Aldona Carney, Marla Flentje and Kay Soltz: KanCare is not ready for I/DD
01/24/2014 6:55 PM
01/24/2014 6:55 PM
KanCare is not ready to assume responsibility for community services to individuals with intellectual and developmental disabilities, a group that includes our loved ones.
As parents experienced in legislative advocacy, we have become increasingly worried as Gov. Sam Brownback’s KanCare experiment has unfolded and is now poised to hand over to private insurers the management of nonmedical I/DD services for nearly 10,000 Kansans. Contrary to official pronouncements, facts on the ground reveal that KanCare remains perilously unprepared to take on this responsibility.
No other state has included this high-risk population in managed-care reforms. After last year’s partial rollout of medical services, we have accumulated alarming evidence that KanCare is far from ready for an I/DD “carve in.” The red flags include:
• Poor customer service. Lengthy hold times and menu options leave parents befuddled. Callers get endlessly shuffled among cubicles. Messages to state employees or insurance companies go unreturned. Inquiries get referred to websites without the promised information. Denials of medications occur without advanced notice. No private business could survive such practices. Yet our loved ones are about to be dropped into this bureaucratic morass.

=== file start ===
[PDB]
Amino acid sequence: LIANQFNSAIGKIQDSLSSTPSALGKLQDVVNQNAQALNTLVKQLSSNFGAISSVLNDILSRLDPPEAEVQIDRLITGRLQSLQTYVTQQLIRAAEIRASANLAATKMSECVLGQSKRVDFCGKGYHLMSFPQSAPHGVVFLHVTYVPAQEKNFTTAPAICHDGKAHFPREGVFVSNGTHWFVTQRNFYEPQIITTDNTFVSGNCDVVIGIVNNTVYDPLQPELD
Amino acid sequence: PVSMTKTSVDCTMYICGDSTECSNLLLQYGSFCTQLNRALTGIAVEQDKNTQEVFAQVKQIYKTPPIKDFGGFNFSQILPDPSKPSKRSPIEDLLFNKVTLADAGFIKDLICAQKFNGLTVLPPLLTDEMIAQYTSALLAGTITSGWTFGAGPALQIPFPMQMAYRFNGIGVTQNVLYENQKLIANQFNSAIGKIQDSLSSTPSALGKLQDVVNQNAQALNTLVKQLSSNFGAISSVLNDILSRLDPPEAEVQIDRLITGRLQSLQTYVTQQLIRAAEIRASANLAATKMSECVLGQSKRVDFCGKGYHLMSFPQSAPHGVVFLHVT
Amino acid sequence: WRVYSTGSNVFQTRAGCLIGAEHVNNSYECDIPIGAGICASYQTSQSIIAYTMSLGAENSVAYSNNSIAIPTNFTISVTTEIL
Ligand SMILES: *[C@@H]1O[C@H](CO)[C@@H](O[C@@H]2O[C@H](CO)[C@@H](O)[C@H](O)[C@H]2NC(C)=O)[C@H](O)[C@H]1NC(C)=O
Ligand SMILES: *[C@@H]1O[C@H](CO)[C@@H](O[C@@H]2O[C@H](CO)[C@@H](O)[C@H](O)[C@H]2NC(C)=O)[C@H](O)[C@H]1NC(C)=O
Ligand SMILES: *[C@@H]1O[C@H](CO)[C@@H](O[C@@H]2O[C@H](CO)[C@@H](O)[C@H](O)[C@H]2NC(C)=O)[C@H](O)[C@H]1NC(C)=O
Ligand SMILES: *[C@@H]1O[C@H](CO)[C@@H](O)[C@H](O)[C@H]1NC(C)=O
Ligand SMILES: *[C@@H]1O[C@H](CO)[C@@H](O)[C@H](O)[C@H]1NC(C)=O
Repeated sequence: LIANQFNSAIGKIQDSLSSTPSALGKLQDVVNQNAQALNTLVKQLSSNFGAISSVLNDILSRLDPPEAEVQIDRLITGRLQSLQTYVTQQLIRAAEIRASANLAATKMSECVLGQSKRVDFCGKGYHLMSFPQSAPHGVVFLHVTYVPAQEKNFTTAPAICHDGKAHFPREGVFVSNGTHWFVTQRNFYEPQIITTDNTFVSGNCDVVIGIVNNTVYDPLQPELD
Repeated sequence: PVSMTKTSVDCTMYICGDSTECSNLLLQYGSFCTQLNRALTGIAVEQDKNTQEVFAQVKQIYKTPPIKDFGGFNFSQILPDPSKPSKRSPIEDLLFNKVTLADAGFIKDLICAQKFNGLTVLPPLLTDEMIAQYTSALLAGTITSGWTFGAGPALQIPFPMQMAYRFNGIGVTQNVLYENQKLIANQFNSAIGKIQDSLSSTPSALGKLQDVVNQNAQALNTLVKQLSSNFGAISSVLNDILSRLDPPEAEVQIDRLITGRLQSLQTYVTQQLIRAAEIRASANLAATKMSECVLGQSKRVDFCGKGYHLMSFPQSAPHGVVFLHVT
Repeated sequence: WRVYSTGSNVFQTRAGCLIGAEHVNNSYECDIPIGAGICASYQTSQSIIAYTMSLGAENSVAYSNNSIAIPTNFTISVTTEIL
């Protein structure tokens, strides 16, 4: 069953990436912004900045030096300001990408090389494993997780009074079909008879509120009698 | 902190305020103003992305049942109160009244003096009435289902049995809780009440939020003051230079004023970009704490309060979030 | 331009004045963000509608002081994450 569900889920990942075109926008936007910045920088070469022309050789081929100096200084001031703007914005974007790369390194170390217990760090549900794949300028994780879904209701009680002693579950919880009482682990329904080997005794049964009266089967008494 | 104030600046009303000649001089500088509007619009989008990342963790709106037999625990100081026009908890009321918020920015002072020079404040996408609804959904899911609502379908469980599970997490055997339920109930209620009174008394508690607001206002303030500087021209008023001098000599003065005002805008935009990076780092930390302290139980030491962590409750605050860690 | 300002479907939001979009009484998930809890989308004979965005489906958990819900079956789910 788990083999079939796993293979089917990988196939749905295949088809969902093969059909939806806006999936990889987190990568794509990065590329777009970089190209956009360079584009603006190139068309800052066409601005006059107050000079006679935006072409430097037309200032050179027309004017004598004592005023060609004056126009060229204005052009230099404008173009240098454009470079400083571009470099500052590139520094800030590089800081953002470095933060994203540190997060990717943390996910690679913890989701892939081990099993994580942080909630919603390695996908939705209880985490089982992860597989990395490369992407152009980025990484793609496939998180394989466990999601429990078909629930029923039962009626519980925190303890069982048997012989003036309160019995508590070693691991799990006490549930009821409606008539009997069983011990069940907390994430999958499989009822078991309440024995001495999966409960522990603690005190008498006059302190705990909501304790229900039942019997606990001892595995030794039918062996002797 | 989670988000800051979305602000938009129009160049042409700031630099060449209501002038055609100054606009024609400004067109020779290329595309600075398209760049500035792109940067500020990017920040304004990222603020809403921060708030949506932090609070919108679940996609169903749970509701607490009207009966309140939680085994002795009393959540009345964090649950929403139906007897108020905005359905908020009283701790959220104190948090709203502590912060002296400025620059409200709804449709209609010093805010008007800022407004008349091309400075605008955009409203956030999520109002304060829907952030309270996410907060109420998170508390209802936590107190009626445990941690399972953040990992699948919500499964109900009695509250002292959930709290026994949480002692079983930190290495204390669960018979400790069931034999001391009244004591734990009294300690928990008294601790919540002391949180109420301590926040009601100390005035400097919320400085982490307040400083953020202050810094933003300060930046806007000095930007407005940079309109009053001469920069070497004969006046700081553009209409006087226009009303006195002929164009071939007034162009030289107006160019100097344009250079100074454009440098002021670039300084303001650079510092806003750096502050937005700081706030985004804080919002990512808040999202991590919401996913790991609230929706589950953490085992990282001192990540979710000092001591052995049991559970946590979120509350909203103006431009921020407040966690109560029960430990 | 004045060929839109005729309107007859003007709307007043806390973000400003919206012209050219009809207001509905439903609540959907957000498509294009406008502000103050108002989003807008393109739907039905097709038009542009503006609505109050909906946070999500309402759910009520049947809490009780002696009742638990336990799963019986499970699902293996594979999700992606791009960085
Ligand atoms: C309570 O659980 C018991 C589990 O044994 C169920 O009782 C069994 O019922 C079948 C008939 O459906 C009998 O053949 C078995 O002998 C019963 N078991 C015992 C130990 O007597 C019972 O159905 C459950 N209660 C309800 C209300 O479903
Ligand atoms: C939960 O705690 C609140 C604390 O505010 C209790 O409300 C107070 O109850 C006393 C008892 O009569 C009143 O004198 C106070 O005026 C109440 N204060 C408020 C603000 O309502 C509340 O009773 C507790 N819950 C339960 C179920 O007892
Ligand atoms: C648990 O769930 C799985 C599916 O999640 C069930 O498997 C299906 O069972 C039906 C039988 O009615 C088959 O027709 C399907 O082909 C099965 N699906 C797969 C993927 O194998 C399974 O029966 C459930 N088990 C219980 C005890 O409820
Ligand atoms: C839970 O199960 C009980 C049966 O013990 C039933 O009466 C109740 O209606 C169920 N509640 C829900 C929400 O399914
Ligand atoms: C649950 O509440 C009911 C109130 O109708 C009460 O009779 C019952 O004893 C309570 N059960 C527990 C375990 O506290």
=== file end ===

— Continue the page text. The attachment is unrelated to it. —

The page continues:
• Incomplete, inaccurate and contradictory information. Program facts change with the person reporting them. Under a privacy mantle, parents have been denied access to important information about their loves ones. Answers remain elusive on the critical question of due process if insurance companies force service reductions.
• State administrative dysfunction. Professionals with I/DD expertise at the Kansas Department for Aging and Disability Services have largely departed, replaced by inexperienced political appointees. Families and providers submit the same paperwork multiple times. Providers in the state’s failed I/DD pilot project report billing rejection rates of 40 to 60 percent. Rainbows United made the difficult decision to turn away eligible children with autism because of last year’s experience with sizable unpaid claims. Local administrative agencies report unprecedented state delays in requests for emergency placement funds.
• Absence of accountability. As parents are thwarted and nonprofit providers shortchanged, the contracts and profit margins of insurance companies remain shielded from public scrutiny. For two years, the governor has promised that KanCare savings will be redeployed to reduce the large I/DD waiting list. Yet quietly within the past few weeks, local provider organizations have seen promised waiting-list funds disappear. And state taxpayers have yet to receive any verifiable evidence of KanCare savings.
Proponents continue to champion KanCare as a reform to save public dollars without reducing I/DD services. We, like thousands of similar Kansas families, will hold state leaders accountable for the health and quality of life of our loved ones.